Greens Oppose Information Sharing Bill

Article – ParliamentToday.co.nz

The Privacy (Information Sharing) Bill was sent to the Justice Committee by 106 to 15 with the Greens and Mana opposing.The Privacy (Information Sharing) Bill was sent to the Justice Committee by 106 to 15 with the Greens and Mana opposing.

The House instructed the select committee to report back by June 15.

During the debate Justice Minister Judith Collins said the Government was rethinking the way the public sector operated and wanted greater co-operation in between agencies and between them and the private sector.

Different agencies had different information which, in some cases, if it had been shared would have saved a child’s life, she said.

Collins said the Privacy Act was not clear about what information could be shared and the Privacy Commissioner supported what was the Government do

The bill changes the exceptions to Information Privacy Principles 10(d) and 11(f) of the Privacy Act 1993.

It widens them to allow the use and disclosure of personal information from when there is an imminent threat to public health or safety or the life or health of an individual; to where there is a serious threat.

The bill also allows information sharing agreements to be implemented by Order in Council and to modify the application of the information privacy principles.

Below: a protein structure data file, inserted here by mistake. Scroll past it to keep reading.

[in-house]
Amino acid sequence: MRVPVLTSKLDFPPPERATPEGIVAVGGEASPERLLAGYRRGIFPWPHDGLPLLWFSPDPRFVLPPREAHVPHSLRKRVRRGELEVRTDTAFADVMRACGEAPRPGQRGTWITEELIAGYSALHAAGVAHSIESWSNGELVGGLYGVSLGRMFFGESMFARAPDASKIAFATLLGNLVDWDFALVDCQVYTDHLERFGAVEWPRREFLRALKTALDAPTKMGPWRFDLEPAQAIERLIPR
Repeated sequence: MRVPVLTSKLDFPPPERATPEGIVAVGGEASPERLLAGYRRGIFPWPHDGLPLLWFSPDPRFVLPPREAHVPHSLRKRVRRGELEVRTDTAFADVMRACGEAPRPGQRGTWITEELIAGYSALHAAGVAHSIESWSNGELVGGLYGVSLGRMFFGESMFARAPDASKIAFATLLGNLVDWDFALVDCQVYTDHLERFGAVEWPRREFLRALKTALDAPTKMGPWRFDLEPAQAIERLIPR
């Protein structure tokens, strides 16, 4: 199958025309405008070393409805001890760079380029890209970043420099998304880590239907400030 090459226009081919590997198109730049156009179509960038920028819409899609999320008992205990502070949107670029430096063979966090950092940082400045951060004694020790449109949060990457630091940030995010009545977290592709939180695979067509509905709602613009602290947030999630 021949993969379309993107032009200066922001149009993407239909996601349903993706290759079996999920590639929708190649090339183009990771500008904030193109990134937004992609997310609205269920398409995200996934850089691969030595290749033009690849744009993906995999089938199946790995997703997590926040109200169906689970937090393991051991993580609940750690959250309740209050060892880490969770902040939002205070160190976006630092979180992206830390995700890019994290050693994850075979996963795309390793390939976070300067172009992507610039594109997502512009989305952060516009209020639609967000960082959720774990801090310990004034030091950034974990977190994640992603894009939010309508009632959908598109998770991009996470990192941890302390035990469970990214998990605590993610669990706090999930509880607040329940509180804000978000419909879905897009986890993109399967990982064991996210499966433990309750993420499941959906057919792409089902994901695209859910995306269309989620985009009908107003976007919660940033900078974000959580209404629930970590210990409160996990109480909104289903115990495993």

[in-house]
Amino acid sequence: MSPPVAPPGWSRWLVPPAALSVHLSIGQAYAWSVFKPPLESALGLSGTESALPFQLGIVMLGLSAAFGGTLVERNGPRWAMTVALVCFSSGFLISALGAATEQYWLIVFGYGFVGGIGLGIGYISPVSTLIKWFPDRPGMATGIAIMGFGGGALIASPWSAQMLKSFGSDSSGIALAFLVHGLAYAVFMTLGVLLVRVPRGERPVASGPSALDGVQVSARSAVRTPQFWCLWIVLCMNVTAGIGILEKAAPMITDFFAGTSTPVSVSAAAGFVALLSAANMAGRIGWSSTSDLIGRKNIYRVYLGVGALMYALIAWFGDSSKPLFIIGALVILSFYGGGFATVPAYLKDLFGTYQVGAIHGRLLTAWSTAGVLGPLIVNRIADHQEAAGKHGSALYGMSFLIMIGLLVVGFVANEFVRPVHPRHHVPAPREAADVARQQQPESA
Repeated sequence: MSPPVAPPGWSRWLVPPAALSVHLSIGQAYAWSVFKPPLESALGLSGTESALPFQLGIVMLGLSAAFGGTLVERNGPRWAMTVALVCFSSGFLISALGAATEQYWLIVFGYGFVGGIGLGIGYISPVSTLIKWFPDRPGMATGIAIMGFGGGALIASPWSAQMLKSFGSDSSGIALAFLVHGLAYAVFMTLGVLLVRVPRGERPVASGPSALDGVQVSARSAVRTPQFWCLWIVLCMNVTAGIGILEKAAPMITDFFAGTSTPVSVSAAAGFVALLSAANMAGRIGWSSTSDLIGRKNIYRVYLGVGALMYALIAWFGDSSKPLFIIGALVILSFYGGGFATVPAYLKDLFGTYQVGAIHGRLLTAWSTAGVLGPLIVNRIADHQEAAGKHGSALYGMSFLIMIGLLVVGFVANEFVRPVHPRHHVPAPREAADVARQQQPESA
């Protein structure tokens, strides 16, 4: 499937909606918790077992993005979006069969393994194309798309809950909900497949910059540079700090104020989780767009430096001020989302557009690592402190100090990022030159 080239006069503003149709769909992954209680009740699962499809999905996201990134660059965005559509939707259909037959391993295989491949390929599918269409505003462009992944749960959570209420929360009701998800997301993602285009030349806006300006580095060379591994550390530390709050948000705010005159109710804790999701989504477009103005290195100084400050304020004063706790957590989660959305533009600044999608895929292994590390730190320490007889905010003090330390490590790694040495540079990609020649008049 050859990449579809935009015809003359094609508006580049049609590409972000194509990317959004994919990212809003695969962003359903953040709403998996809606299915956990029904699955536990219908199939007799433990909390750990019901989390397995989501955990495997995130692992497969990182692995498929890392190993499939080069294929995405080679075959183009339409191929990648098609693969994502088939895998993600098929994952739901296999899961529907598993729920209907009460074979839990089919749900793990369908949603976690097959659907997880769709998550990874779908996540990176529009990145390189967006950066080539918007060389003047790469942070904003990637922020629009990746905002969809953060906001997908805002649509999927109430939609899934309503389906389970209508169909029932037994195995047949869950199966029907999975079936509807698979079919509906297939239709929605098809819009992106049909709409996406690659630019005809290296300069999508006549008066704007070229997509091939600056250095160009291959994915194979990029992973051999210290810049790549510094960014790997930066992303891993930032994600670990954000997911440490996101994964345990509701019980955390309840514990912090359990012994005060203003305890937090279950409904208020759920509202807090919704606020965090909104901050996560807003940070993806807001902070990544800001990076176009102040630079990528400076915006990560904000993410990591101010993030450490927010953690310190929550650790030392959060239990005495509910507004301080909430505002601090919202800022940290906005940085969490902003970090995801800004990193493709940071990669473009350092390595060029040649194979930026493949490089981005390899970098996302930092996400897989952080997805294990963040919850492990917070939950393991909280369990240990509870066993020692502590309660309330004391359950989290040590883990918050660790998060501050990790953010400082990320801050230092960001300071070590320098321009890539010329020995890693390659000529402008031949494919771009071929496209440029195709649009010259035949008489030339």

Labour’s justice spokesman Charles Chauvel said the law needed reform as it had been overtaken by changes in technology and society.

Chauvel said Labour would support the bill to select committee but had concerns about the bill that would have to be addressed for future support

Green Party MP Jan Logie said her party would not be supporting the bill as it would erode a core human right that there was an assumption of privacy in exchange for the “nebulous’’ prospect of improving public services.

New Zealand First MP Denis O’Rourke said his party would support the bill to select committee as information sharing amongst agencies was a good concept though concerns about privacy would have to be addressed.

The House rose at 10pm interrupting the second reading debate of the Taxation (International Investment and Remedial Matters) Bill.

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